Dani Rodrik writes:
So the "us" and "them" characterization that Tyler attributes to irrational nativism perhaps has more to do with the absence of a common set of international rules on labor standards, environment, consumer safety, and so on.
(There is much more at the link.) I was surprised to read this. In the 1980s people were very hostile to Japan and Japanese imports, even though Japan at the time was quite wealthy and had relatively high standards in these areas. I also receive a fair number of emails — some of them of the hate variety — by people who are suspicious of the rise of China. I believe it is Chinese success which bothers them even though they sometimes come up with ancillary stories about unfairnesss. These people are not less upset when other countries use capital rather than labor or when foreign production does not create much pollution.
Most of all, many people in poorer countries object to having to compete with America, with McDonald’s, with Hollywood, and so on. Those objections are usually more strenuous than the complaints of Americans about a poorer China and of course the poorer countries tend to be more protectionist, in part for this reason. That’s where feelings of unfairness are truly strong. There’s nothing special about the "regulatory arbitrage" unfairness story and in fact it is one of the weaker feelings of unfairness out there. In reality the entire past of the world is unfair but cosmopolitanites can look past that to appreciate the gains from ongoing trade.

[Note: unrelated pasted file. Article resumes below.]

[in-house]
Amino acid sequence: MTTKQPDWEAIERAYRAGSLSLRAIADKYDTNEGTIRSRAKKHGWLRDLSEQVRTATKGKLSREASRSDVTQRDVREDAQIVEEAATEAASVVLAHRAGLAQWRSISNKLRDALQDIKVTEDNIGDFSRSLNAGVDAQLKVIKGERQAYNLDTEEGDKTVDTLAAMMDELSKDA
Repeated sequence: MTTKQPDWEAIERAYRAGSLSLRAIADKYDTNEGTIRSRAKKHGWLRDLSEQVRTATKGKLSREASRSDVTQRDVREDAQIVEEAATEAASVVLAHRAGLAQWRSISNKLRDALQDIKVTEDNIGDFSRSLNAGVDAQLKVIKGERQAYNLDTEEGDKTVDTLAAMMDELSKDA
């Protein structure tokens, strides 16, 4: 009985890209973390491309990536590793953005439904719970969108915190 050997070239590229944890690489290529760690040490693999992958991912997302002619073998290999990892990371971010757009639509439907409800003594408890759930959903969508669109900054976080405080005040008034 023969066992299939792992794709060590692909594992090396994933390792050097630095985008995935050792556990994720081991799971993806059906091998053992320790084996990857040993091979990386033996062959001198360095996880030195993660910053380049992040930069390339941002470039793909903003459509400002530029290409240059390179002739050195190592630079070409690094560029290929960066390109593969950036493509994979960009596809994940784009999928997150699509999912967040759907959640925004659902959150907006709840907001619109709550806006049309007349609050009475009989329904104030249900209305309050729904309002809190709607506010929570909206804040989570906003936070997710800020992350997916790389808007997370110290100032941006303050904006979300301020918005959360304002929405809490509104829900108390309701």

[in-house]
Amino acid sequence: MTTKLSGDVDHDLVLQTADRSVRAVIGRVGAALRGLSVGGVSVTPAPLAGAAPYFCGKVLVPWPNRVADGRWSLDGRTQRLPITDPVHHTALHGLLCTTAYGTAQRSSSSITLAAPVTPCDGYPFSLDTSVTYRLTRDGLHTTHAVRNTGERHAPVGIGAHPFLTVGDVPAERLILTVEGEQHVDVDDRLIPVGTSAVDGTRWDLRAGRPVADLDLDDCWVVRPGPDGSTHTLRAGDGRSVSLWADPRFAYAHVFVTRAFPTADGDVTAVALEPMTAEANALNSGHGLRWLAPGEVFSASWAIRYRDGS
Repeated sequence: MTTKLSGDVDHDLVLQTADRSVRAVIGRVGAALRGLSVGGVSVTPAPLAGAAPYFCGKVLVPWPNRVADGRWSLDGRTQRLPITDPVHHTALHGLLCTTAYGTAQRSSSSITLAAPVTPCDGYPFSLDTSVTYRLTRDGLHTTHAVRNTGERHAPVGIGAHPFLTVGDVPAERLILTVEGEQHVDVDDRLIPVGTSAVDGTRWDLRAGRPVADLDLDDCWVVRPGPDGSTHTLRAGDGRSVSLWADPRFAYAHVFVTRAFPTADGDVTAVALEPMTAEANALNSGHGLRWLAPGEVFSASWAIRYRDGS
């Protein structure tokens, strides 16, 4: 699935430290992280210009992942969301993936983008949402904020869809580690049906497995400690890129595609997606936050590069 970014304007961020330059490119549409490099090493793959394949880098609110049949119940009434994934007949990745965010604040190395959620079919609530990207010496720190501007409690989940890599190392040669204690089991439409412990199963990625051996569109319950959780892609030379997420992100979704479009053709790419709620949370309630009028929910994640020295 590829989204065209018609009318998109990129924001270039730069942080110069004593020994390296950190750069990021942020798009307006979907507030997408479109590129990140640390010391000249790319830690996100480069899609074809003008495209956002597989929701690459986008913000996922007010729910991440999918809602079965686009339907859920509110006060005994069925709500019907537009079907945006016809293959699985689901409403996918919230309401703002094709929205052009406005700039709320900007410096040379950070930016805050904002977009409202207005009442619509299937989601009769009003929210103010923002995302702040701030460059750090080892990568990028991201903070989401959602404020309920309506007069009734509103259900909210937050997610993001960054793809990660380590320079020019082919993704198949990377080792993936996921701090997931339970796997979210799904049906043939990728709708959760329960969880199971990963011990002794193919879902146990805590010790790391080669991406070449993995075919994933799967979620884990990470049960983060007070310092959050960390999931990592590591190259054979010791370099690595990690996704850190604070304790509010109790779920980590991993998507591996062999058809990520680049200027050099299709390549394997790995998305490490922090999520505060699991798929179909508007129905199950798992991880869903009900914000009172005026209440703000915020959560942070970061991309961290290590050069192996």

Rodrik himself seems to object to when Americans trade with countries in which first world labor standards are violated. But doesn’t such trade raise wages in these countries and also give a long-run boost to labor standards? And where does the net unfairness lie? Haven’t the Western powers — if only through imperialism — usually treated these countries much worse than vice versa? Didn’t we steal Panama from Colombia for instance and take away a huge chunk of Mexico? (Were Europeans so nice to the Ottoman Empire?) Maybe the American worker ought to feel those folks deserve a bit of regulatory arbitrage (and that’s not what most of the trade is based upon) in return. But it is striking how infrequently such a fairness calculus — whether correct or not — is even considered. That again is because most people engage in "in group, out group" thinking.
The bottom line is that most people support their countries to a highly irrational degree in most international questions or disputes. That’s just obvious — watch the World Cup — and yes Jonathan Swift understood that too.